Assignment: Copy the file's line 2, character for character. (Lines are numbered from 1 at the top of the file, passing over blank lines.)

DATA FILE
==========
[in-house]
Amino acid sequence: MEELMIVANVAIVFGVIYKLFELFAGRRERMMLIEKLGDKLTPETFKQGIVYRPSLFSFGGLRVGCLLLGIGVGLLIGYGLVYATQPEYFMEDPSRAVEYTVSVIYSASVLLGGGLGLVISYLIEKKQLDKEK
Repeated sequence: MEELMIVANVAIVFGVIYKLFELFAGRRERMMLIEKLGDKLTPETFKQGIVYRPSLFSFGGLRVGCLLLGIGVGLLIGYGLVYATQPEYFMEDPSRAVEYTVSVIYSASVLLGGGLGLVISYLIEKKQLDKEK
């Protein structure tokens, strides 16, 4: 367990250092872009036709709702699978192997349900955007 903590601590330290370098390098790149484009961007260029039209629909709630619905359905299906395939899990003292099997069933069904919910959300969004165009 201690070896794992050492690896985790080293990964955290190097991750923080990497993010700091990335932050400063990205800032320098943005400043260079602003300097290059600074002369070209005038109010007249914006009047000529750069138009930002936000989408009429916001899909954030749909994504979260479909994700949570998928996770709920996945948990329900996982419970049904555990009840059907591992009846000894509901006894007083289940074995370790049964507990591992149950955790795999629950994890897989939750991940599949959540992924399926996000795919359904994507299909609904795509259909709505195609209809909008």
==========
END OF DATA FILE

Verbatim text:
Amino acid sequence: MEELMIVANVAIVFGVIYKLFELFAGRRERMMLIEKLGDKLTPETFKQGIVYRPSLFSFGGLRVGCLLLGIGVGLLIGYGLVYATQPEYFMEDPSRAVEYTVSVIYSASVLLGGGLGLVISYLIEKKQLDKEK